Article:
Lorna Cook was born in Redwood City, California, but grew up in Detroit and a small town on Lake Michigan. Her trajectory as a writer began, like most, as a reader, and by writing stories, poems, vignettes. However, she didn’t study creative writing, but instead earned a degree in Psychology and Sociology, then spent two years in Philadelphia doing internships at a social services agency for refugees, and another for pregnant teenagers, and waiting tables at a famous Irish pub. After working at a shelter for runaways and a group home for teenage girls, she moved to Washington, D.C. and spent several years as a legislative assistant on Capitol Hill. All the while, she was writing short stories in her spare time. After one hundred rejection letters, she concluded that short fiction simply wasn’t her genre and began writing novels. Married with two grown sons, she lives in Michigan near the lake once more, swimming until it freezes over. She is working on a young adult novel and a screenplay, ever testing the boundaries of where she can go with words.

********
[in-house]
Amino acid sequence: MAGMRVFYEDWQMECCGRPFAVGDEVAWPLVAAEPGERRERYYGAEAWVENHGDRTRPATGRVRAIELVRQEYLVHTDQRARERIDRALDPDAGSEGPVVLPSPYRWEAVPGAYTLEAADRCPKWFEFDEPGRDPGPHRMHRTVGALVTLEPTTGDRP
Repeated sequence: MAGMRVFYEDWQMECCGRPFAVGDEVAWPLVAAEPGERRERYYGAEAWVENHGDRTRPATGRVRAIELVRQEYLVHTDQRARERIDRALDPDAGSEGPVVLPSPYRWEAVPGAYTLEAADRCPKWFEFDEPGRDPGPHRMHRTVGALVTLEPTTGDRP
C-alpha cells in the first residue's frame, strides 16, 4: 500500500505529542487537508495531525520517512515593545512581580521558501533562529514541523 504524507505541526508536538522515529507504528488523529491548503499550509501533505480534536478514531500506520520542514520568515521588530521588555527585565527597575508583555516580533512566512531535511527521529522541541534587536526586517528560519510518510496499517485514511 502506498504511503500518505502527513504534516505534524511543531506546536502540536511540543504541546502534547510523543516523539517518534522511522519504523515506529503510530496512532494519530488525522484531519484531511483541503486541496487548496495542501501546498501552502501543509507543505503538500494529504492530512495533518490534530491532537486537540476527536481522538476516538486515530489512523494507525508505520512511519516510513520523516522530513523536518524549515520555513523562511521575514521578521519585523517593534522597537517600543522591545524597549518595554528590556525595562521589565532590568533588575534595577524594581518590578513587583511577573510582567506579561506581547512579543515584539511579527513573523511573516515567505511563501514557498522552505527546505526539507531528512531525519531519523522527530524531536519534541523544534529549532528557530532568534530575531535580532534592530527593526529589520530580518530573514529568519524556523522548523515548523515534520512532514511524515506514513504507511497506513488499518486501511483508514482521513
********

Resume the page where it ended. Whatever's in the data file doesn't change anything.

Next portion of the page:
If you’re going to be a writer you’ll probably take a lot of wrong turns and then one day just end up writing something you have to write, then getting better and better just because you want it to be better, and even when you get old and think ‘There must be something else people do,’ you won’t be able to quit. —Alice Munro